|Publication number||US4544124 A|
|Application number||US 06/537,805|
|Publication date||Oct 1, 1985|
|Filing date||Sep 30, 1983|
|Priority date||Sep 30, 1983|
|Publication number||06537805, 537805, US 4544124 A, US 4544124A, US-A-4544124, US4544124 A, US4544124A|
|Inventors||A. deButts II Harry|
|Original Assignee||Syscon Corporation|
|Export Citation||BiBTeX, EndNote, RefMan|
|Patent Citations (11), Classifications (8), Legal Events (4)|
|External Links: USPTO, USPTO Assignment, Espacenet|
The elimination of the caboose from freight trains and its replacement by an electronic signal transmitting unit has given rise to problems concerning a safe and efficient mounting means for the transmitting unit. As is well known, this unit transmits signals to the locomotive indicating the presence or absence of brake pressure, when the last car of the train has stopped, and when the last car begins to move with the train.
Heretofore, it has been customary to provide a depending mounting pin on the signal transmitting box or unit, which pin engages supportingly in a vertical axis signal flag opening in the pivoted coupling knuckle of the rearmost car. Two problems are encountered with this mounting arrangement. First, in many instances, the signal flag opening is mashed or distorted so that it cannot accept the depending mounting pin of the signal transmitting unit. Second, the pin and signal flag opening are relatively small in cross section, preventing the slender pin from supporting the transmitting unit at a sufficient elevation to avoid destruction of the unit by the crown portion of an oncoming car coupler. Both of these problems are completely overcome by the present invention which provides a mounting for the transmitting unit which is much more stable while having the ability to support the transmitting unit above the elevation of coupling crowns. The mounting according to the present invention allows safe coupling of a car behind the car on which the signal transmitter is mounted without endangering the transmitter or its mounting and without interfering with the coupling operation.
A further feature of the invention resides in the minimizing of metal-to-metal contact between the mounting and coupling knuckle in order to reduce electrolysis. The efficient mounting is convenient to install and remove, sturdy and durable, and relatively inexpensive.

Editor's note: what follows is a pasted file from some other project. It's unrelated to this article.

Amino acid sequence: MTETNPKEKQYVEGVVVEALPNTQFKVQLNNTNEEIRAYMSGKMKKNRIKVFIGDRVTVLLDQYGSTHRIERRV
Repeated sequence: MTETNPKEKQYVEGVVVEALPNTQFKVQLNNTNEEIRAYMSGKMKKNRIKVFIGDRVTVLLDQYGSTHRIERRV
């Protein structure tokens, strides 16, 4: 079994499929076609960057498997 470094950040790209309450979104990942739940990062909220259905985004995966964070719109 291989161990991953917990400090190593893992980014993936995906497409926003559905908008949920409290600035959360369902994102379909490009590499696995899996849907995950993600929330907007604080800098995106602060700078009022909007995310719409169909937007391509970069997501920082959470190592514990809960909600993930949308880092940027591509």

Other features and advantages of the invention will become apparent to those skilled in the art during the course of the following detailed description.
FIG. 1 is a plan view of a mounting for a caboose replacement signal transmitting unit with coacting car coupling components being shown in phantom lines.
FIG. 2 is a side elevational view of the mounting.
FIG. 3 is a horizontal section taken on line 3--3 of FIG. 2.
Referring to the drawings in detail wherein like numerals designate like parts, a mounting for a caboose replacement signal transmitting unit 10 comprises a bifurcated mounting bracket 11 having two parallel leg portions 12 and 13 adapted to straddle the knuckle 14 of the coupling on the rearmost car of a train on which the electronic signal transmitting unit 10 requires mounting.
Referring to FIGS. 1 and 2, the mounting structure takes advantage of the fact that the width of the coupling knuckle 14 in the front-to-back direction which is straddled by the leg portions 12 and 13 is a standard dimension in all makes or models of car couplings, which in other respects can vary in construction and design.
The coupling knuckle 14 is conventionally pivotally held on a coupling yoke 15 connected with the rear truck of the car on which the unit 10 is mounted, the rear end of such car being indicated at 16. The coupling yoke 15 includes a rising crown 17 which is a safety buffer to prevent an oncoming rail car coupling from riding up on top of the yoke 15 and possibly damaging the car to which the yoke is attached. As shown in FIG. 2, the transmitting unit 10 is supported above the elevation of the crown 17 to avoid destruction of the unit 10 by the crown of an oncoming car behind the car 16, in accordance with an important feature of this invention.
The rear leg portion 12 of mounting bracket 11 consists of a comparatively wide flat vertical plate, FIGS. 1 and 3, and the forward leg portion 13 consists of a relatively narrow and somewhat thinner plate. The two leg portions 12 and 13 are joined at their tops by a horizontal wall 18 which is trapezoidal in shape, FIG. 1. A vertical plate extension 19 forming a continuation of the leg portion 12 extends above the wall 11 and is supportingly connected with the electronic signal transmitter box or unit 10 to support the same securely and safely above the crown 17, for the reason already stated.
At its lower end, the bracket 11 carries a hasp plate 20 connected by a horizontal axis piano hinge 21 to the lower end of leg portion or plate 12 whereby the hasp plate 20 is swingable between a horizontal locked position and a release position shown in broken lines in FIG. 2. The hasp plate 20 is also trapezoidal and somewhat larger than the top wall 18, as indicated in FIG. 1.